During an interview with Mat-Su Frontiersman reporter Russell Stigall, which was published on October 11th, 2007, indicted former Representative Vic Kohring (pictured at left) lashed out at the major Alaska media outlets, accusing them of bias and manipulative reporting, identifying KTUU Channel 2 in Anchorage as the worst offender.
A separate but related Frontiersman article can be viewed HERE.
Kohring once again asserted his innocence and reaffirmed his refusal to even consider making a deal with the Feds, which he believes would constitute an admission of guilt. But when Stigall posed the question "With Pete Kott's trial over and with you possibly facing similar evidence, do you still feel you will be found innocent?", Kohring then launched on the media:
"My case is weak and the Feds know it. I still hope and pray for an exoneration. The most difficult task I face is the lynch mob mentality throughout the state where much of the public is convinced that the accused (like me) are automatically guilty even before we have a chance to speak one word in court. It's not the public's fault though. The vast majority of people are honest and fair. I hold the media responsible for this travesty by attempting to try and convict me with their incredibly biased, one-sided and manipulating reporting. Channel 2 News is the worst. They constantly cast me in a bad light and imply I'm guilty. They've shown the "crying" episode from five months ago dozens of times on the news (making me appear overcome with guilt), when in reality, I shed a few tears for a brief moment from the outpouring of support among my legislative colleagues on the House Floor following the Feds accusations of felony crimes in May. The Anchorage Daily News ran a libelous headline last week outrageously claiming I took a $17,000.00 loan from Veco, when the truth is, there was nothing but a loan request. Chuck Legge is clearly on a mission to put me in prison with his continuous use of the Frontiersman as vehicle to spew his hate. His cartoons imply guilt such as the one showing me being taken away in a paddy wagon behind bars. His recent editorial and Daily News on line comments practically convict me. It's shameful. Unfortunately, even if innocent, it may prove very difficult to get a fair trial because of the way these over zealous people in the media irresponsibly manipulate the unsuspecting public in such a slanderous way. Frankly, I'm not sure what's worse anymore--the media or the FBI."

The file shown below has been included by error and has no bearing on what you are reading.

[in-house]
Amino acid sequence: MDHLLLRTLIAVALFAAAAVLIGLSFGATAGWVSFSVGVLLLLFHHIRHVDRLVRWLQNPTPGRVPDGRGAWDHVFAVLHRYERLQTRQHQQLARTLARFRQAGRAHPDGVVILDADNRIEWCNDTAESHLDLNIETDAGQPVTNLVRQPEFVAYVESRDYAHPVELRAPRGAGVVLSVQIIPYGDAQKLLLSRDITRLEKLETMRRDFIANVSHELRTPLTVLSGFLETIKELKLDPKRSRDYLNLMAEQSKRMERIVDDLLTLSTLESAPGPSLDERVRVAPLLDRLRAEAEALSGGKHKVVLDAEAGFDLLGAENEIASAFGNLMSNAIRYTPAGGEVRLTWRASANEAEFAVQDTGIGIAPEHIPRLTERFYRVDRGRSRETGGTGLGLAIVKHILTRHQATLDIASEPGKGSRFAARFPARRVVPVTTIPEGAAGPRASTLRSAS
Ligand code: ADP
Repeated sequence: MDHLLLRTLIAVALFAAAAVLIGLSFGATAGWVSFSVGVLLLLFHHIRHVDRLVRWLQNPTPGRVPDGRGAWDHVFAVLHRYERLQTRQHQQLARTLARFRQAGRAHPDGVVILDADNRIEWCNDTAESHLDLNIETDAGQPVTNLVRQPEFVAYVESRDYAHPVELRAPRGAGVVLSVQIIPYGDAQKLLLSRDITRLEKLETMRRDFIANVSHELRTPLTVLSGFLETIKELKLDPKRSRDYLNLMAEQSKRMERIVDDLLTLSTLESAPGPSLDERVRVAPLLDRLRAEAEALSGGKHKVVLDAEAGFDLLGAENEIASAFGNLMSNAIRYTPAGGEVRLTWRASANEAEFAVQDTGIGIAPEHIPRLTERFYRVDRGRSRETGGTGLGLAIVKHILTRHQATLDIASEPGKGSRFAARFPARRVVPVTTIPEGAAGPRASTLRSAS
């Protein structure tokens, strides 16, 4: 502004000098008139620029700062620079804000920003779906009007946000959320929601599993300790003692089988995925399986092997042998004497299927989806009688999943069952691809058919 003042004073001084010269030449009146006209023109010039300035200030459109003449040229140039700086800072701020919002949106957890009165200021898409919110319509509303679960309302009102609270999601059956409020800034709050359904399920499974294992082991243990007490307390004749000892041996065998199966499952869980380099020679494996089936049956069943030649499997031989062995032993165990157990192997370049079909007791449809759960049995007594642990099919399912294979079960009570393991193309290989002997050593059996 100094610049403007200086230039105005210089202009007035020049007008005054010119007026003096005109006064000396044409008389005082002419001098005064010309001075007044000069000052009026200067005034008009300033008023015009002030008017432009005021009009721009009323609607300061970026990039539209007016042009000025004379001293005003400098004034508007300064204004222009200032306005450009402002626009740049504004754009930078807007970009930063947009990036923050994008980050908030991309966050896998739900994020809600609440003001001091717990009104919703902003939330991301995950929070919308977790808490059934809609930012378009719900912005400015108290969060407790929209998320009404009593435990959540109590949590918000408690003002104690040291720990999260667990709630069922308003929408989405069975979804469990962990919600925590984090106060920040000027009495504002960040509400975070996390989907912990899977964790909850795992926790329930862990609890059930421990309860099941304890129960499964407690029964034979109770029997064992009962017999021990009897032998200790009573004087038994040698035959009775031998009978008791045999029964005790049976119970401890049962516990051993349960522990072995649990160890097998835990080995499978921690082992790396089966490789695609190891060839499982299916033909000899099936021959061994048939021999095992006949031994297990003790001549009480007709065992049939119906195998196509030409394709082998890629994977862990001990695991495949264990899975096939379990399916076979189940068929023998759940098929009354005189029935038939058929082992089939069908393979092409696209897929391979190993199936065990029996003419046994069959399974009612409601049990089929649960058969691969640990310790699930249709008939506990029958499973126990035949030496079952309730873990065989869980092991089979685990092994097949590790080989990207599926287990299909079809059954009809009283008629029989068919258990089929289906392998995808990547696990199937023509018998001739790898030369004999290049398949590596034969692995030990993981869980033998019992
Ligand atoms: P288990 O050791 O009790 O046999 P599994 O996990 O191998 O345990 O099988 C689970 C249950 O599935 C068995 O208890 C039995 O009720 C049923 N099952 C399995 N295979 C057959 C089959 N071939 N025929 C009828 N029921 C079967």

Kohring also took issue with the role played by State Senator Fred Dyson. Kohring believes that the FBI used Dyson to interfere with his case and to attempt to deny him his constitutional right to a trial. Kohring claims that if he had given in to Dyson's and the FBI's pressure to settle and not go to trial, he would have admitted guilt, become a felon and gone to prison for something he didn't do, and he would have regretted it for the rest of my life. And KTUU just reported this evening that Kohring's lawyer, John Henry Browne, alerted U.S. District Court Judge John Sedwick that a motion to dismiss the case is coming because of this inappropriate behavior by the FBI involving Dyson and Wes Keller, Dyson's former chief of staff and the man appointed this summer to replace Kohring in House District 14. If the motion fails, the trial will begin as scheduled on October 22nd.